SACRAMENTO, Calif. (KTXL) — As we enter the hot summer months, California continues to feel the impacts of a multi-year drought. 

In response to the drought, the California State Water Resources Control Board voted in May to impose regulations for all residents, businesses and water suppliers statewide. 

The state’s emergency conservation regulations have restrictions for everyone, but businesses and suppliers have different requirements. 

Due to drought conditions, a “water alert” has been in effect since May for Sacramento residents, city officials said. 

According to the Sacramento County Water Resources, here are the state’s water conservation restrictions. 

What’s prohibited for everyone?

  • Using potable water to wash sidewalks and driveways
  • Runoff when irrigating with potable water
  • Using hoses with no shutoff nozzles to wash cars
  • Using potable water in decorating water features that do not recirculate the water
  • Using outdoor irrigation during and 48 hours following measurable precipitation

What is required for businesses?

  • Restaurants and other food service establishments can only serve water to customers on request
  • Hotels and motels must provide guests with the option of not having towels and linens laundered daily

What is required of water suppliers?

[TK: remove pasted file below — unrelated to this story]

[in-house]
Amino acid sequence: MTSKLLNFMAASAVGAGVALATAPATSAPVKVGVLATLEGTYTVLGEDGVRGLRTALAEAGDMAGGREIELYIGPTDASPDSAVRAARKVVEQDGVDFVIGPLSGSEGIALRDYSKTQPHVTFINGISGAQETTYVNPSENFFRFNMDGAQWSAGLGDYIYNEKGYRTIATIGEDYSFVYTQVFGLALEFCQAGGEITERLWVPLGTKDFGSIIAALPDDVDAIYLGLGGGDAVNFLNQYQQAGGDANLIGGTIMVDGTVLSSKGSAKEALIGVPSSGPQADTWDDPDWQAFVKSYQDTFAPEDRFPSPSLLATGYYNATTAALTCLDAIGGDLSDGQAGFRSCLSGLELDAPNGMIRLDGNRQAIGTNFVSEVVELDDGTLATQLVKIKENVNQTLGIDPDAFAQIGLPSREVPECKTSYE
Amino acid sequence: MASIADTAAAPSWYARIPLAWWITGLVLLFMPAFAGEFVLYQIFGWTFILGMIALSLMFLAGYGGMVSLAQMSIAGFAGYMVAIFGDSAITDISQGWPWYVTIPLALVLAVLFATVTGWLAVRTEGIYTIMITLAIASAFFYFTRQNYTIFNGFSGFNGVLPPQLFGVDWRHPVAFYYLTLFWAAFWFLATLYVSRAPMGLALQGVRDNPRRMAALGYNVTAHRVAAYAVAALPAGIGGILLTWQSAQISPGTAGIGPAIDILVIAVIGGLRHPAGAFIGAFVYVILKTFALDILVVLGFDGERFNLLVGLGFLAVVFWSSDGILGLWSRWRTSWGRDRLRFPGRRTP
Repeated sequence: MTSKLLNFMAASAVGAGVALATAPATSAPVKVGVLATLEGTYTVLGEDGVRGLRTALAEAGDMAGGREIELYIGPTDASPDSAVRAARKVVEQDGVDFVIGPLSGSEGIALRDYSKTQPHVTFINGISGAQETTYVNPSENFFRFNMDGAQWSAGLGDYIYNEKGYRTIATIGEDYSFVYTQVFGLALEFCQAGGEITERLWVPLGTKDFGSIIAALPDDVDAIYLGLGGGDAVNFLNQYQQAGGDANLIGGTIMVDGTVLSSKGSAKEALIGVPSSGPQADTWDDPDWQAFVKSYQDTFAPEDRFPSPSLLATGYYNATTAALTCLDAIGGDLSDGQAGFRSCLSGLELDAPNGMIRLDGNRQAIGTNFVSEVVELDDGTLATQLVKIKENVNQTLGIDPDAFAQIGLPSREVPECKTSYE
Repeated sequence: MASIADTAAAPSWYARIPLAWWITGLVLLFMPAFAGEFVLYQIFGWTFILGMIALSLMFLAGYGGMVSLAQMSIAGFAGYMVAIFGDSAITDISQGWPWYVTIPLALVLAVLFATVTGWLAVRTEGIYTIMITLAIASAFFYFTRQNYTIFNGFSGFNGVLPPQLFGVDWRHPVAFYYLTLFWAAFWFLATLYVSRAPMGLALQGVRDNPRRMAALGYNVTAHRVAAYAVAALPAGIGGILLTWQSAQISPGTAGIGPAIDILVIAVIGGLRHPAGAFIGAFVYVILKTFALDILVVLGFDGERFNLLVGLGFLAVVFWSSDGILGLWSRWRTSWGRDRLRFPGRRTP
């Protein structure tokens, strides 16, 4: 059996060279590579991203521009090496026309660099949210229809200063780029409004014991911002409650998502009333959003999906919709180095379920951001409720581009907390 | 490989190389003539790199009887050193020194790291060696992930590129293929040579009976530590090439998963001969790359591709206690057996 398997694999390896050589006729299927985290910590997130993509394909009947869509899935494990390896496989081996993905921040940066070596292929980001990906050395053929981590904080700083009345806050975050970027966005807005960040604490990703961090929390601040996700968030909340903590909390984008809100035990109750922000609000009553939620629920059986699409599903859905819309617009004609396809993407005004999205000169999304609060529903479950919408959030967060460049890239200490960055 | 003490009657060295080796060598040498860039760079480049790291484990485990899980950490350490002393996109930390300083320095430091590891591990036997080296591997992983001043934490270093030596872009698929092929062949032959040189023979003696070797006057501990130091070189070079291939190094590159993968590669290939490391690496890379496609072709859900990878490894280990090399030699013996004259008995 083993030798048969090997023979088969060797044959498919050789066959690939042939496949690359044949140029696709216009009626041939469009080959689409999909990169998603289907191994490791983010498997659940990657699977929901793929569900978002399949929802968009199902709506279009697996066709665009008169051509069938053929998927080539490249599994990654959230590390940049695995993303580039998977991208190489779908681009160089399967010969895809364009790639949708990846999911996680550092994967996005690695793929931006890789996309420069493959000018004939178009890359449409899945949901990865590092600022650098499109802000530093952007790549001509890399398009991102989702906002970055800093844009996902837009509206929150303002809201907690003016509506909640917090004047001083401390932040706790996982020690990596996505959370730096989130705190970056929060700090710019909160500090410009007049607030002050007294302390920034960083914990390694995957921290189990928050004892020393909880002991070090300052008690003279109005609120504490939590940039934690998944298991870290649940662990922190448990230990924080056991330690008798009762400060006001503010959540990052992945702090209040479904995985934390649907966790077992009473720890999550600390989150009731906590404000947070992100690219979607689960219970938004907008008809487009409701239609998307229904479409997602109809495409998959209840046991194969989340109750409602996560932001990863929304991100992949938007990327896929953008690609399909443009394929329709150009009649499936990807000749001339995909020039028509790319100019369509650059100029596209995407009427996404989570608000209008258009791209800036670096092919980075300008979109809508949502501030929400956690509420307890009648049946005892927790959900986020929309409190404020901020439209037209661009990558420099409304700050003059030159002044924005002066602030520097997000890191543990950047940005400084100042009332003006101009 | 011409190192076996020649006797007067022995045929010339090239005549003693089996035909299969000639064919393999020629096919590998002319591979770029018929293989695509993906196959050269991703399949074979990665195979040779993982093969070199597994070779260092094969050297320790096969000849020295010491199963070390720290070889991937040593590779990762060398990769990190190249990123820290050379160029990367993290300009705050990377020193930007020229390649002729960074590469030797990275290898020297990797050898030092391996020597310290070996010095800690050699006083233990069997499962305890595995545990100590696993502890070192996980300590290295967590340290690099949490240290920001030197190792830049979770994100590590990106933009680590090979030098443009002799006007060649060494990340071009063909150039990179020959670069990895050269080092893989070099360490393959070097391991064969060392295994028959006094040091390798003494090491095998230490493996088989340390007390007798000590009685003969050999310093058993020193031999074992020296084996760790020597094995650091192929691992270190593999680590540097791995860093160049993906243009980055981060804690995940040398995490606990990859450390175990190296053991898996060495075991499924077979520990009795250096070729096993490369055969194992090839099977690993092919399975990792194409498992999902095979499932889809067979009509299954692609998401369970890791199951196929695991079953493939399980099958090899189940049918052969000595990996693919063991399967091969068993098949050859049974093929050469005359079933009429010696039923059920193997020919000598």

• Impose restrictions on outdoor irrigation
  • Notify customers about leaks that are within the customer’s control
  • Report on water use monthly
  • Report on compliance and enforcement

What does the city consider a “water alert”?

Since May, the city of Sacramento has been under a “water alert,” which is the second of six stages in the city’s plan to reduce water usage during a water shortage, according to the city’s website. 

Here are the city’s regulations to conserve water during a “water alert”:

  • Residents and businesses are asked to voluntarily reduce their water usage by 20%
  • Washing your car is only allowed with a shut-off nozzle and on watering days from the city’s watering schedule
  • If anyone wastes water, the city has double its fines from $50 to $1,000 for violations such as letting water flow onto sidewalks and streets

How residents and businesses can save water

According to city officials, the following ways can help residents and businesses reduce their water usage: 

  • Follow the city’s watering schedule 
  • Take advantage of the city’s water conservation rebates program
  • Reduce or change sprinkler timing
  • Fix leaks around the home
  • Get free help from water conservation experts
  • Track water usage with your utility account

West Sacramento enacts “Stage 2” water measures

The city of West Sacramento announced Thursday it’s declaring a Stage 2 water shortage, mandating its residents and businesses reduce water usage by 20%.

West Sacramento officials said city users can take the following steps to reduce water usage: 

  • Adhere to the city’s watering schedule
  • Fix leaks or faulty sprinklers within seven days
  • Sweep sidewalks and driveways instead of using a hose  
  • Restaurants should serve water only upon request
  • Use a pool cover